Picks and Pans Review: The Keys to the Kingdom
by Kim Masters
In 1999, Forbes magazine rated Michael Eisner the second-highest-paid chief executive officer in America. Between salary, bonus and stock options, the Disney czar carted home $680 million. Does Eisner deserve such a gargantuan paycheck? Not according to Masters in this thoroughly reported and often unflattering portrait.
Keys follows Eisner's climb up the executive ranks at ABC and later Paramount before landing the top spot at Disney in 1984, when the then-$2 billion company consisted of a sleepy movie studio and a group of theme parks. On Eisner's watch, Disney increased its revenues to $23 billion by 1999 and acquired the ABC and ESPN networks, plus strings of hotels, cruise ships and retail stores. Masters, a showbiz writer for TIME and Vanity Fair, contends that Eisner's management pluses (he's always conscious of the bottom line) are offset by his tendency to micromanage, his unwillingness to share credit, his refusal to designate a successor and his many costly mistakes (including hiring and then firing Hollywood power broker Michael Ovitz, who waltzed out with a more than $90 million severance package after 14 months). Much of this is fascinating, but what will keep readers turning the pages is all the juicy movie-star gossip Masters deftly works in, including such tidbits as Steven Spielberg originally wanting to cast Tom Selleck as Indiana Jones and Warren Beatty playing around on then-girlfriend Madonna while they were shooting Dick Tracy. (Morrow, $27.50)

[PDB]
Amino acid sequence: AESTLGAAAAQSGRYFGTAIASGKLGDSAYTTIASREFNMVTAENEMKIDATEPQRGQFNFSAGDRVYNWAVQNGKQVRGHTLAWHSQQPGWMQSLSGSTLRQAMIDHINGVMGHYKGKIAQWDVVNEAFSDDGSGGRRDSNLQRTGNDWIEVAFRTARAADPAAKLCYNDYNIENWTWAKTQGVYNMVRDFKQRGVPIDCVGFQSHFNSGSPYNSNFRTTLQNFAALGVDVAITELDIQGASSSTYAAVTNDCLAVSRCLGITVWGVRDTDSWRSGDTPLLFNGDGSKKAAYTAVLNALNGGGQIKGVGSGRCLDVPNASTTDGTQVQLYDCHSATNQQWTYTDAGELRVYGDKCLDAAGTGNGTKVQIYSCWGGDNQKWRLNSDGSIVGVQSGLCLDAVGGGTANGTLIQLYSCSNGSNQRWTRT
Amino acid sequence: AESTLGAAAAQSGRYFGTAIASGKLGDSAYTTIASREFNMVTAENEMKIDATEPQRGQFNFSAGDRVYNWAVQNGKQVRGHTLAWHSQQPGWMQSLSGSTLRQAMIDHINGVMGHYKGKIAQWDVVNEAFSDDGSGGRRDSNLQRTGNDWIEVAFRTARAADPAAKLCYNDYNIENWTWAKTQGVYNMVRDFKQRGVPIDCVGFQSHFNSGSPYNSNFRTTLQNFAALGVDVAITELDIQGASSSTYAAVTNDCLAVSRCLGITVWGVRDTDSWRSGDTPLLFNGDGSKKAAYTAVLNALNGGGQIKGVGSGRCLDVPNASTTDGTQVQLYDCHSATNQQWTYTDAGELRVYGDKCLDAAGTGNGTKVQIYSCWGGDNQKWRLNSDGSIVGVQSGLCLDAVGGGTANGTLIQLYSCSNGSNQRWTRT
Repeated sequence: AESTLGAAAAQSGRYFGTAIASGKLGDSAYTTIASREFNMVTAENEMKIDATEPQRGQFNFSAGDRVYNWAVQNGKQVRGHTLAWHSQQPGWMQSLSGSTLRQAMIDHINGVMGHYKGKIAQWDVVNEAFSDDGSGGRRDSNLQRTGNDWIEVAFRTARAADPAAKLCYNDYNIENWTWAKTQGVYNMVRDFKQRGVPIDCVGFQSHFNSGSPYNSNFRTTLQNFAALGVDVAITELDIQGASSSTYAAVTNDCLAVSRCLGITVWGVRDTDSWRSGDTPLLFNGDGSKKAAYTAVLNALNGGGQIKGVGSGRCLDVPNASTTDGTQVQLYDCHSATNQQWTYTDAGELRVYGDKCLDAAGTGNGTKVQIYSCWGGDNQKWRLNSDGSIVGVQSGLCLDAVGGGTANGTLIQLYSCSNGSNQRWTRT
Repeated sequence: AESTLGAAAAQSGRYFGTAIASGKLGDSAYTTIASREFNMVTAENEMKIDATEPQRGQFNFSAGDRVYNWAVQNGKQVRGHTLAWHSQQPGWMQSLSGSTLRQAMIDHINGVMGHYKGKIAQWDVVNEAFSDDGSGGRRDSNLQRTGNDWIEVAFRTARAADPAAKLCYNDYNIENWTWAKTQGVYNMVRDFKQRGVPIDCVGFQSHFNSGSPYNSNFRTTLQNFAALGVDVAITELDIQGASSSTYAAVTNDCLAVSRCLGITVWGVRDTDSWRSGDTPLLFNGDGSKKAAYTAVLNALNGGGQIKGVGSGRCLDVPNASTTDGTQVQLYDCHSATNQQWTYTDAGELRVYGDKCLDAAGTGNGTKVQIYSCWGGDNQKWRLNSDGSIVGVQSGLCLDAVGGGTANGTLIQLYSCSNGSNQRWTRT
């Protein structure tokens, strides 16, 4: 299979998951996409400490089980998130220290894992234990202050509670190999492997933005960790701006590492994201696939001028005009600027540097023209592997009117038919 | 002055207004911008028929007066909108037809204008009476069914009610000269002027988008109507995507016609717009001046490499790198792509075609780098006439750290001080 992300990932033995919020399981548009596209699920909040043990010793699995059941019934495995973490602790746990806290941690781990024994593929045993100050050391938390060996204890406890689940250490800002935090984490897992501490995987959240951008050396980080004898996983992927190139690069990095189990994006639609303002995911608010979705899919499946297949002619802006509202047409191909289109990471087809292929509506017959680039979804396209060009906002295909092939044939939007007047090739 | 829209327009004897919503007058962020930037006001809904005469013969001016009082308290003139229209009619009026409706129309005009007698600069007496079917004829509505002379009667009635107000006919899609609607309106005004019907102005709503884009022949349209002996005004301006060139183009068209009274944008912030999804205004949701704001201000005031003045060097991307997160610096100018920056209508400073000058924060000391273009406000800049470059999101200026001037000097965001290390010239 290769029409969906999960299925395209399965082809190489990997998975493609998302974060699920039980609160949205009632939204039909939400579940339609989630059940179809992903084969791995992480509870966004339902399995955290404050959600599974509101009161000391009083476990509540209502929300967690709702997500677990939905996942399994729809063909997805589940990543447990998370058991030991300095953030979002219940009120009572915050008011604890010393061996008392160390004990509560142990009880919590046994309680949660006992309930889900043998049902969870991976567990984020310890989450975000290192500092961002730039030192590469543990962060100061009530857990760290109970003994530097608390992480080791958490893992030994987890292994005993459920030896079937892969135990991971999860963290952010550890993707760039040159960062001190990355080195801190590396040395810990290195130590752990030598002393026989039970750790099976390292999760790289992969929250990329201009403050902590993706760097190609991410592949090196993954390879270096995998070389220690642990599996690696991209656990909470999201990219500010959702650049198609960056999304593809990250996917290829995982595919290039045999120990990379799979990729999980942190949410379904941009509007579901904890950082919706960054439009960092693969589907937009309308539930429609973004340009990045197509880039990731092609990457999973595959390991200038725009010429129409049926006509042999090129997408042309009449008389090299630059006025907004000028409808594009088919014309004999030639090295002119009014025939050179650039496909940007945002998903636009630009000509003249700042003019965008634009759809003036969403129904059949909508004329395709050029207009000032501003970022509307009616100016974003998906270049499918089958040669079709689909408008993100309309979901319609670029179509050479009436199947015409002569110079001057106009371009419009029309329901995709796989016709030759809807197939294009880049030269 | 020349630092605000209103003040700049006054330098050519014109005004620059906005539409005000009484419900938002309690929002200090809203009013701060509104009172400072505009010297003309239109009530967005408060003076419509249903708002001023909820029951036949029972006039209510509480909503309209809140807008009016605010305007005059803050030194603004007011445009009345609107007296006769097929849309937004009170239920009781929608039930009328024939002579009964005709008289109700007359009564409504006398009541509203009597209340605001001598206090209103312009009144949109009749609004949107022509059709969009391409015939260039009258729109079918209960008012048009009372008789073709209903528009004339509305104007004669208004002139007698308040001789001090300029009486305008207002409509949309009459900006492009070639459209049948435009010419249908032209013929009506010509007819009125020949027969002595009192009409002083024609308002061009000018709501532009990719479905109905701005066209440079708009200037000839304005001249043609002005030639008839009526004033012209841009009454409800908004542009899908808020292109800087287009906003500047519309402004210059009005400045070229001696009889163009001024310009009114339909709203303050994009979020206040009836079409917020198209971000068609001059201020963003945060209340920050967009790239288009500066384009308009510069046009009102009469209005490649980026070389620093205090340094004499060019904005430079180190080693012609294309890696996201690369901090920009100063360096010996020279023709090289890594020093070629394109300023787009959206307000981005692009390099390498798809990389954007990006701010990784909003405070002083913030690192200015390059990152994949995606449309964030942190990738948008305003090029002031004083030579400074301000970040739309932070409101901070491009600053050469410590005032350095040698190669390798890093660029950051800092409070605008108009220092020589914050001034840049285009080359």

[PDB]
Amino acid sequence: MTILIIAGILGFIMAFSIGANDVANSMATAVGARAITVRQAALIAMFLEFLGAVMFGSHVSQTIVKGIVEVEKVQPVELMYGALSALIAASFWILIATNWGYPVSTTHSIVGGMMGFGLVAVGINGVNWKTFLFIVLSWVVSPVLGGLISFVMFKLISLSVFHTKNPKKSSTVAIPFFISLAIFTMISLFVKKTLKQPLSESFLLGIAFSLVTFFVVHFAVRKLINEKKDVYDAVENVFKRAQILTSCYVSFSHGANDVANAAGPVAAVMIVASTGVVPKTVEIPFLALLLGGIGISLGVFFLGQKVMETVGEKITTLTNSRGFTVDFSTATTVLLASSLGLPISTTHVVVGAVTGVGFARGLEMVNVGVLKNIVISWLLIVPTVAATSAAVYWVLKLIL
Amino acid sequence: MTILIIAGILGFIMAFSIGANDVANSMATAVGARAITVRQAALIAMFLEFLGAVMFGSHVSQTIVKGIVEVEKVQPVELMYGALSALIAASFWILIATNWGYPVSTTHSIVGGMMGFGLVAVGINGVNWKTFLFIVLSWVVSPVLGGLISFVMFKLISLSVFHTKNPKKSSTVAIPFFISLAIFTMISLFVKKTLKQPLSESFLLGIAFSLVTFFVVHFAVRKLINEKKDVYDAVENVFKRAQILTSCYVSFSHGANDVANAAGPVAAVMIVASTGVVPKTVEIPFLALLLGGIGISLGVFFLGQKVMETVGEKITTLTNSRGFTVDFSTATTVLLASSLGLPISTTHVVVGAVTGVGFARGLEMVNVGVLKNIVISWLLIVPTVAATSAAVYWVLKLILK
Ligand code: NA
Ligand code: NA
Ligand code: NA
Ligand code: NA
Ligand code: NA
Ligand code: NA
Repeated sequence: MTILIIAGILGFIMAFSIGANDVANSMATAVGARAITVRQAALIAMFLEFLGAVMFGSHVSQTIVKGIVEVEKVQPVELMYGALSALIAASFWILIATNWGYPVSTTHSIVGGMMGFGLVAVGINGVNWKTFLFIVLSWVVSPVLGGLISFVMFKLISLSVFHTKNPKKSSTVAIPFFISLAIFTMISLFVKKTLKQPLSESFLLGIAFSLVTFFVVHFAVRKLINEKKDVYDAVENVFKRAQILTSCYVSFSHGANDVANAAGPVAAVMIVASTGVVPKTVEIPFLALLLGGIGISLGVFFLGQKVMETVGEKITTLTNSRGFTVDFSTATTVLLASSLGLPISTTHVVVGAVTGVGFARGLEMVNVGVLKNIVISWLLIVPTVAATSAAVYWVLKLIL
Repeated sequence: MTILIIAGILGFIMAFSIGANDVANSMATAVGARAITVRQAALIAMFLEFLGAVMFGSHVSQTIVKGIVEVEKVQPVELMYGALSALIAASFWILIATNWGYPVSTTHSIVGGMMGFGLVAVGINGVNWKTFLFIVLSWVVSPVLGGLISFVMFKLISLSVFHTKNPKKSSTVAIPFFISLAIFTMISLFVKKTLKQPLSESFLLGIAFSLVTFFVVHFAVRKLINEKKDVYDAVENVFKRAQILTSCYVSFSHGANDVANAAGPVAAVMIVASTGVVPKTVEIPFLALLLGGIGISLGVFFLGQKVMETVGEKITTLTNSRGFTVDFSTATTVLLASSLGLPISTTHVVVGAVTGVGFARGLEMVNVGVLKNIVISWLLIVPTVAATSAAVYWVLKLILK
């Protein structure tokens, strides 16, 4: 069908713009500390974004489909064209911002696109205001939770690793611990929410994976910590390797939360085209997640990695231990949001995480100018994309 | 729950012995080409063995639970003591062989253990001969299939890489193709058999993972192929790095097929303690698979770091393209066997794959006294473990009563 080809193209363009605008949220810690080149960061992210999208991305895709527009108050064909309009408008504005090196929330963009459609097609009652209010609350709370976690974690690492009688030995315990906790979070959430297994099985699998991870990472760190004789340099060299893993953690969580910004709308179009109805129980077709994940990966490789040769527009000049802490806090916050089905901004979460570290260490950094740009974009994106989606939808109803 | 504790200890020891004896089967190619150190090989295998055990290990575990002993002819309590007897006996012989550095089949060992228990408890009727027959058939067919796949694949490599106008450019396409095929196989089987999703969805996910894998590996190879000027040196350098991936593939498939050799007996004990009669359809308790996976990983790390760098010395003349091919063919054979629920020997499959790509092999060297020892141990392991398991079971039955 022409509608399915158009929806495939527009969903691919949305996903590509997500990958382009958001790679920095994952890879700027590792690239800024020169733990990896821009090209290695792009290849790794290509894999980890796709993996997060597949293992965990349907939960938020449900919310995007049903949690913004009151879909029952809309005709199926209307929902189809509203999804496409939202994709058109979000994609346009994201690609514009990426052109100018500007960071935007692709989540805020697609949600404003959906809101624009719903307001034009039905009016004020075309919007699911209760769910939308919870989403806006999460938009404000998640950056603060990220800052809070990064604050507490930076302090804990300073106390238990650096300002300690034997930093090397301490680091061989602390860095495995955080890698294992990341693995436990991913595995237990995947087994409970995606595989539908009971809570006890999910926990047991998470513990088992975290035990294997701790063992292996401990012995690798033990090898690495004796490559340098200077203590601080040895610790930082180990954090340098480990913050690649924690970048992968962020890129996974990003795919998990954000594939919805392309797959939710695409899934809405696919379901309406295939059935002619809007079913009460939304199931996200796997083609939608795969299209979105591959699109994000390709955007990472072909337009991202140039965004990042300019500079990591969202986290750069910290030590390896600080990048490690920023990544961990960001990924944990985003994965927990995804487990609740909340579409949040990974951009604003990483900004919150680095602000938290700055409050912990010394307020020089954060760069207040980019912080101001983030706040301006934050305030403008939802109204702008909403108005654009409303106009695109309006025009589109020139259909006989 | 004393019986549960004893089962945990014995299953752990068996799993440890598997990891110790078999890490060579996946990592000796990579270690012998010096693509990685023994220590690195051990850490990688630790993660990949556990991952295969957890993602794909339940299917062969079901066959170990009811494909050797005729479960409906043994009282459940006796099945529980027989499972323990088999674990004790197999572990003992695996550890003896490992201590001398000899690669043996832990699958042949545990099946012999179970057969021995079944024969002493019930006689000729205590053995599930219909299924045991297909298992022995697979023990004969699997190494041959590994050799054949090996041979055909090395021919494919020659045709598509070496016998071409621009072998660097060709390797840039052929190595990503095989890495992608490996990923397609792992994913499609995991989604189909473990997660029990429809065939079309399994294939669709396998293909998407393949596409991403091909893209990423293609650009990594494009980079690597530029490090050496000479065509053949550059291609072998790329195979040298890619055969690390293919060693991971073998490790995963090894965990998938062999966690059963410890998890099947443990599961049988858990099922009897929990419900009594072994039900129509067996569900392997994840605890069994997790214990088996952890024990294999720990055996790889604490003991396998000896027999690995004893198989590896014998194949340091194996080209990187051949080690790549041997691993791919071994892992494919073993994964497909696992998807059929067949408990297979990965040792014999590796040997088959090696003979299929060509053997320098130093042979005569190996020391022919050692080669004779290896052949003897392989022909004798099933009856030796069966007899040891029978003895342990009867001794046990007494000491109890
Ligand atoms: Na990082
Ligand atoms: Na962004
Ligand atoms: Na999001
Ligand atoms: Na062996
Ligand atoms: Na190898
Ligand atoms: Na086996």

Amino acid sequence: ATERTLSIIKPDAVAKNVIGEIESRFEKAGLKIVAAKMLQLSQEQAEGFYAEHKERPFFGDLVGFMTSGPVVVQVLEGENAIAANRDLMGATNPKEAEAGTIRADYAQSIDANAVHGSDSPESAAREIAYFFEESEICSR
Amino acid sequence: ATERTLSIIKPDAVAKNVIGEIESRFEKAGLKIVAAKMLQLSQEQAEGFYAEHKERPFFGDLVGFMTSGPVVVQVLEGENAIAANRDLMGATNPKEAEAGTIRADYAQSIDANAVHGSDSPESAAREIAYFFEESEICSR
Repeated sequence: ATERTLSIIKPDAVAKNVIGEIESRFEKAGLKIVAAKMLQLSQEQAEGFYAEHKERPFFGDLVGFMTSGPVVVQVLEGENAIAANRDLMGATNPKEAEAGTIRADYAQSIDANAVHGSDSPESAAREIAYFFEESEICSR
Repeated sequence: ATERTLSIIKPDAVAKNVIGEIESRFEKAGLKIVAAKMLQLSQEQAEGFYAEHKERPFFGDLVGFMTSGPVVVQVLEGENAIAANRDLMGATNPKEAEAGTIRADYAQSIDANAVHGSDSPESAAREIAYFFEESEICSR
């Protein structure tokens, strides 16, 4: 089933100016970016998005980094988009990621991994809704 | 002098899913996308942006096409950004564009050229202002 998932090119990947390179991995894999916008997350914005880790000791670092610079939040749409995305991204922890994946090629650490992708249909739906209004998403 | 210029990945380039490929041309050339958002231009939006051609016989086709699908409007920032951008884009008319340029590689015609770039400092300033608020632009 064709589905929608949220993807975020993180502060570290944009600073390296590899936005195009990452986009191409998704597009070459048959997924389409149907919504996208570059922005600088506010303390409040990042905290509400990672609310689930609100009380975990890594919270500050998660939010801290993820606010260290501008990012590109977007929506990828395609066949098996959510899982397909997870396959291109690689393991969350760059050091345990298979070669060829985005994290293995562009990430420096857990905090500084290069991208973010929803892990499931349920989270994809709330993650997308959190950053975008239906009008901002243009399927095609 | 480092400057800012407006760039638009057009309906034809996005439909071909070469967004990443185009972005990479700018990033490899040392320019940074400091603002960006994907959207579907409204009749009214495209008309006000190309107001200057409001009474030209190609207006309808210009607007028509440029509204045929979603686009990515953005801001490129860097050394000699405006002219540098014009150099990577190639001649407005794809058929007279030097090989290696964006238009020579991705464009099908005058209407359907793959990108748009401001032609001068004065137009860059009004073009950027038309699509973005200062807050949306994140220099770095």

Bottom Line: Will make Eisner squirm in his Mouse trap